Advanced Endoscopic Surgery
Advantages of laparoscopic or Minimal Invasive Surgery
From greek : scopy .. endo.. = look inside. In the abdomen : laparoscopy ; in the uterus : hysteroscopy.
Endoscopic surgery has important advantages over open surgery. Postoperative pain is less and recovery and hospitalisation and absence from work are faster. This has been proven today for most gynecologic interventions such as hysterectomy, pelvic floor surgery, fertility surgery, cancer surgery and endometriosis surgery.
In addition incisions can be within bikini limits (easier with a laser since incisions can be placed lower).
What is advanced endoscopic surgery ? Levels III surgery
Laparoscopic and hysteroscopic surgery need a special and additional training after laparotomy training.
Basic training in gynaecology permits simple surgery as ovariectomy and cystectomy .
Level 1 permits a total laparoscopic hysterectomy (TLH) up to 500-800 grams. During the learning curve often a laparoscopic assisted hysterectomyis performed (LAVH).
Level 2 means dissection and suturing together with a more advanced knowledge of anatomy. This is required for pelvic floor surgery the promontofixation and lymadenectomy for cancer .
Level 3 is advanced laparoscopic surgery When the anatomy is stronlyalterated and when other organs as bowels, bladder and ureter are involved more and additional experience is necessary. In addition during surgery the risk and the advantages of a complete excision of endometriosis have to be balaced. This is the surgery of deep endometriosis and debulking for dissiminated ovarian cancer .
Other surgery that that should be situated at this level is surgery that is rare and that thus obviously not too many surgeons can have a lot of experience . These are hysterectomy for a uterus of more than1 kilo, the laparoscopic Wertheim for cervical cancer and the laparoscopic para-ortic lymfadenectomy
How to choose a surgeon ?
1. Sufficient technical skills for the planned intervention. This means that a surgeon should not operate above his level.
2. Sufficient knowledge and experience of the pathology. It should be clear that for the combination of advanced surgery and rare diseases such as deep endometriosis or Wertheims only few surgeons will have the required expertise.
3. Judge the surgical team. Who is going to assist ? Who is responsible for the follow-up. Difficult and demanding surgery as deep endometriosis requires a good team, agood surgeon only is not sufficient.
4. Honest Information. Of the indication and the method : Hysterectomy is the example : whereas many of us performed their last laparotomic hysterectomy more than 10 years ago, even today in the USA only 20% areperformed by laparoscopy. Of the personal exprience, results and whether videoregistration is performed.
Multidisciplinarity versus the ‘Pelvic Surgeon’
Multidisciplinarity is fashion
Real multidisciplinarity brings knowledge and skills of different disciplines together.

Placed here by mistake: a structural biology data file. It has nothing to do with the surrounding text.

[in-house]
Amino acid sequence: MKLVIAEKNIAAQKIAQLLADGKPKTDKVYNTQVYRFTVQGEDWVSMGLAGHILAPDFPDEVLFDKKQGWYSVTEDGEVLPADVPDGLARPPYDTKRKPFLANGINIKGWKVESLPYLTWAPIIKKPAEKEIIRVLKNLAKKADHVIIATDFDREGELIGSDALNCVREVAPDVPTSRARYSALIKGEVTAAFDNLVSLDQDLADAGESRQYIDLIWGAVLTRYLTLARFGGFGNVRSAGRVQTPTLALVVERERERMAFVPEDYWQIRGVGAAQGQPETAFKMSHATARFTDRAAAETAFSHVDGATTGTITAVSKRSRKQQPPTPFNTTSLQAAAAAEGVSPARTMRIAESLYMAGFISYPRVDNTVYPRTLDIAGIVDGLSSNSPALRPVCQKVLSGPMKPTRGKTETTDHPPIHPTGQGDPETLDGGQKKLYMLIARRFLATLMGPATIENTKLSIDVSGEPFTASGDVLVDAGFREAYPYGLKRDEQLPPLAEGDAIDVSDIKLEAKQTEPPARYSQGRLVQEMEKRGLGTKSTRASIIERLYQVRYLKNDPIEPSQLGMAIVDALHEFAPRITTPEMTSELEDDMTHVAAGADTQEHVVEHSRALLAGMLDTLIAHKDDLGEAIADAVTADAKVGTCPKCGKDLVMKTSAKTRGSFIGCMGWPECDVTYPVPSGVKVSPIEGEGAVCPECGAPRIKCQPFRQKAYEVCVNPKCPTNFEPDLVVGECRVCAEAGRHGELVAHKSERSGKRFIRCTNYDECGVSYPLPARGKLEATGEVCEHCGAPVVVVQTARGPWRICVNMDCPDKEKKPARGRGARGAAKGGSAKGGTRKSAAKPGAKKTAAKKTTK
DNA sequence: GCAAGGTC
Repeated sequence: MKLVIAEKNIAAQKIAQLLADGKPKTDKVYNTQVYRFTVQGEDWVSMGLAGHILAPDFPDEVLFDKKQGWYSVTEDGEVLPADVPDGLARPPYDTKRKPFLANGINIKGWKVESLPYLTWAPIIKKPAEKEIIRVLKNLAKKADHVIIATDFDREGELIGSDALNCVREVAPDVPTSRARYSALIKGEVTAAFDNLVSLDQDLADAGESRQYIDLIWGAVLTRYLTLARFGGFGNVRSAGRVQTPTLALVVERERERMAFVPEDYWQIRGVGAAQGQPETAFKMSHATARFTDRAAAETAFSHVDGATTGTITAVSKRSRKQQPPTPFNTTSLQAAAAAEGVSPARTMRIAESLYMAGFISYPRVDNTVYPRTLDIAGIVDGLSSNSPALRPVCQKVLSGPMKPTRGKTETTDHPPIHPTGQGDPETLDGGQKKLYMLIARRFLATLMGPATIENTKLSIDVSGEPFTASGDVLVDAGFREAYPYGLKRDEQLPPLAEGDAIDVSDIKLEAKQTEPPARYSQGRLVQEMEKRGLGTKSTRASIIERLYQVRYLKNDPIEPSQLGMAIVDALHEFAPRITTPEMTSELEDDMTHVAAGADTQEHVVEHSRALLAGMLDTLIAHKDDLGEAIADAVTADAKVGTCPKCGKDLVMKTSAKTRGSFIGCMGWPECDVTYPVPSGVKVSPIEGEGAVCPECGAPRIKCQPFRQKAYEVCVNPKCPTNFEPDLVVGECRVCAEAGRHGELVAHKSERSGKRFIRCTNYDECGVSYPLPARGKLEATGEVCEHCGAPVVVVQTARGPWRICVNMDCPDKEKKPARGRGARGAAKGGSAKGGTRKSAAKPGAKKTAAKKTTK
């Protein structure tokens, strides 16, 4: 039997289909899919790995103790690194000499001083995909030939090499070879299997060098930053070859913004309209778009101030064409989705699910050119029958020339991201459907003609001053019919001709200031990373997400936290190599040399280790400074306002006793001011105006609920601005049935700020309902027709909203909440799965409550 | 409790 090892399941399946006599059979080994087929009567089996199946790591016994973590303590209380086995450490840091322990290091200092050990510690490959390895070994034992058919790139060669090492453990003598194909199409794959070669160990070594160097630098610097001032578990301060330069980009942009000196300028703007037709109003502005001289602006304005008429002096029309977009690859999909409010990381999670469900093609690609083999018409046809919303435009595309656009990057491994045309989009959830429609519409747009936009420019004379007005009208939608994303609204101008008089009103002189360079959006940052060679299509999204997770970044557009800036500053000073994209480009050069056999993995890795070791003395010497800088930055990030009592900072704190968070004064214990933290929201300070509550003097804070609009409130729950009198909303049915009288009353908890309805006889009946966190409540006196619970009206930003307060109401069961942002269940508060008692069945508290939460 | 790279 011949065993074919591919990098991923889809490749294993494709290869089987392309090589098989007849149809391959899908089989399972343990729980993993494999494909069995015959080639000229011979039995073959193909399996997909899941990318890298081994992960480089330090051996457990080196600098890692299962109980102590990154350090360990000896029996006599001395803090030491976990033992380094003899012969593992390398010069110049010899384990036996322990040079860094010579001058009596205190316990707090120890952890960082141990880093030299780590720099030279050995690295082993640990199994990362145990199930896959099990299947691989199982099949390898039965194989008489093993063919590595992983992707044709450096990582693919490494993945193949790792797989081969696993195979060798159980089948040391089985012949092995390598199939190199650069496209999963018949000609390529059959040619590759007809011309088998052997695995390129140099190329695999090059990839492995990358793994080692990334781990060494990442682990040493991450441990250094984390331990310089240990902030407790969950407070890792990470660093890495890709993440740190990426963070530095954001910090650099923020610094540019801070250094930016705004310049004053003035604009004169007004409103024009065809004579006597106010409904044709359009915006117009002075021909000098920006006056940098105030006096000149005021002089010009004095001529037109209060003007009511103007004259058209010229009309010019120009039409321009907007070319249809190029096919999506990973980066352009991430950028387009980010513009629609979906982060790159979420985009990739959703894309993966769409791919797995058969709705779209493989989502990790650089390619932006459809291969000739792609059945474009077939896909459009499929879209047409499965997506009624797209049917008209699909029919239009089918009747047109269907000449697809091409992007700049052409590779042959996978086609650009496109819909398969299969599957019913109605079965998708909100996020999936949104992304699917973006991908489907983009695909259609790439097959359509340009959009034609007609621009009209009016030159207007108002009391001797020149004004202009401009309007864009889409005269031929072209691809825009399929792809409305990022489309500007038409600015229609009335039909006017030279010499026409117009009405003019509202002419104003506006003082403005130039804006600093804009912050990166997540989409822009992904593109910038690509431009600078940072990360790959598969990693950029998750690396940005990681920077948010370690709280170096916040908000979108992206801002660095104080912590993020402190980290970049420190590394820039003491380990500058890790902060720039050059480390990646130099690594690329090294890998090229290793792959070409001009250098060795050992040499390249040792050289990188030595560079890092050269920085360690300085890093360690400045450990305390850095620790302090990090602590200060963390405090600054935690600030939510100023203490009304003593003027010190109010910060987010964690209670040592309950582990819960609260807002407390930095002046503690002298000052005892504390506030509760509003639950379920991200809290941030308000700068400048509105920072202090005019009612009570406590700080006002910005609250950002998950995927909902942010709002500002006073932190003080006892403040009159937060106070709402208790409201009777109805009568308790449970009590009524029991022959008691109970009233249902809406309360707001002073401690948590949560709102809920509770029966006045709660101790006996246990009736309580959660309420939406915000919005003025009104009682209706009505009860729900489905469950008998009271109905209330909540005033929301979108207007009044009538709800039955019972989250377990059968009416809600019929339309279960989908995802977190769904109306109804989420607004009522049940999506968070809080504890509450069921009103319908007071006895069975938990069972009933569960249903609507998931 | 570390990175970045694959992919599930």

False multidisciplinarity occurs when the gynaecologist hides his inadequate training, and asks a surgeon to help (as a technician). This occurs increasingly frequently. It remembers me the pioneering years when together with abdominal surgery (Prof Penninckx) I performed the first series of laparoscopic cholecystectomies bringing together the technique of endoscopy (PK) and the knowledge of open cholecystectomy. This was useful to develop the technique but this is not multidisciplinarity.
Endoscopic surgery has been a revolution in gynaecology
Endoscopic surgery started around 1986 after the introduction of lightweight camera’s. In Belgium Prof Koninckx was a pioneer performing the the first interventions for endometriosis, the first series of cholecystectomies (with prof Penninckx), the first series of pneumothorax (with Prof Lerut). Drssa Ussia was a pioneer in Italy performing the first laparosopic hysterectomies.
During the early ninties development of technique was very fast and progressively we shifted all open surgery to laparoscopy. Sinds 1996 I not do any longer a laparotomy, except rare exceptions such as hysterectomy for more than 2 kilo uterus. This resulted in 1996 in the foundation of the “1 kilo club” , a platform for advancing laparoscopic surgery.
During the following years we learned how to master complications laparoscopically resulting in the virtual 0 conversion rate during surgery and the introduction of the ‘early repeat laparoscopy’ in endometriosis surgery.
More recently we introduced quality control through continuous registration.
But the revolution is not over Endoscopic surgery is much more difficult than we – the pioneers- thought 10 years ago and the introduction in gynaecology is slow. There are only fewthe endoscopists of level III who have mastered endoscopic bowel surgery and ureter and bladder surgery. We therefore advocated ‘pelvic surgery’ as a subdiscipline in gynaecology.
Why has CO2 laser surgery not yet beern introduced everywhere
Prof Koninckx developed the first high flow insufflator and specific trocars, later marketed by Storz. This is essential for lasersurgery and also otherwise when surgery becomes difficult.
This explains why laser surgery has been developed predominantly in Leuven for endometriosis and that this surgery was subsequently introduced in Oxford and Rome. Laserchirurgy of endometriosis is faster, better with less adhesions.
Already in 1991 we patented the uterine rotator for hysterectomy but it took a long time to get this manipulator available.
Hysteroscopy has been developed in parallel with laparoscopy, mainly though technical innovation such as smaller diameter scopes, bipolar instruments and safety monitoring.
Today we mainly have as groups
the diagnostic hysteroscopy in the outpatient office.
the operative hysteroscopy for polyps, intra-uterine myoma and endometrial ablation
recently some of these procedures can be done under local anaestheisa